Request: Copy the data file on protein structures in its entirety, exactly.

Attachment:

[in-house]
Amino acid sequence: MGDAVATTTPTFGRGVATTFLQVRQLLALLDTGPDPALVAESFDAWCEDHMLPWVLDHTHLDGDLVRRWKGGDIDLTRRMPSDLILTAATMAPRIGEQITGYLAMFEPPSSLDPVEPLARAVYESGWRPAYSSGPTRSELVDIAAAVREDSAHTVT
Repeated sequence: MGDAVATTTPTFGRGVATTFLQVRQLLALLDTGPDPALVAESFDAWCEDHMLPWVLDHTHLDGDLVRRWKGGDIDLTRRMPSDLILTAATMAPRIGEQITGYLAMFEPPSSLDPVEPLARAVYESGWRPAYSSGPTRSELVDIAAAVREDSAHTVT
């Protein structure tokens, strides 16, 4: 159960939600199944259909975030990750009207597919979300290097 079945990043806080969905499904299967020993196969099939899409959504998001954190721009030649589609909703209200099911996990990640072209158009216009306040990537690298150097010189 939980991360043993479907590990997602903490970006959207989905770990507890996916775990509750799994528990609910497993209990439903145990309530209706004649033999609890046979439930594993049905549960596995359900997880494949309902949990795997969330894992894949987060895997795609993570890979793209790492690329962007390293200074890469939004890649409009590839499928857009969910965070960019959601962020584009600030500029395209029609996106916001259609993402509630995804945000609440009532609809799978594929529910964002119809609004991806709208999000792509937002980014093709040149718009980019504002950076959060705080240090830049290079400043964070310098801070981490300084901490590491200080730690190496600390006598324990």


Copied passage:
[in-house]
Amino acid sequence: MGDAVATTTPTFGRGVATTFLQVRQLLALLDTGPDPALVAESFDAWCEDHMLPWVLDHTHLDGDLVRRWKGGDIDLTRRMPSDLILTAATMAPRIGEQITGYLAMFEPPSSLDPVEPLARAVYESGWRPAYSSGPTRSELVDIAAAVREDSAHTVT
Repeated sequence: MGDAVATTTPTFGRGVATTFLQVRQLLALLDTGPDPALVAESFDAWCEDHMLPWVLDHTHLDGDLVRRWKGGDIDLTRRMPSDLILTAATMAPRIGEQITGYLAMFEPPSSLDPVEPLARAVYESGWRPAYSSGPTRSELVDIAAAVREDSAHTVT
């Protein structure tokens, strides 16, 4: 159960939600199944259909975030990750009207597919979300290097 079945990043806080969905499904299967020993196969099939899409959504998001954190721009030649589609909703209200099911996990990640072209158009216009306040990537690298150097010189 939980991360043993479907590990997602903490970006959207989905770990507890996916775990509750799994528990609910497993209990439903145990309530209706004649033999609890046979439930594993049905549960596995359900997880494949309902949990795997969330894992894949987060895997795609993570890979793209790492690329962007390293200074890469939004890649409009590839499928857009969910965070960019959601962020584009600030500029395209029609996106916001259609993402509630995804945000609440009532609809799978594929529910964002119809609004991806709208999000792509937002980014093709040149718009980019504002950076959060705080240090830049290079400043964070310098801070981490300084901490590491200080730690190496600390006598324990």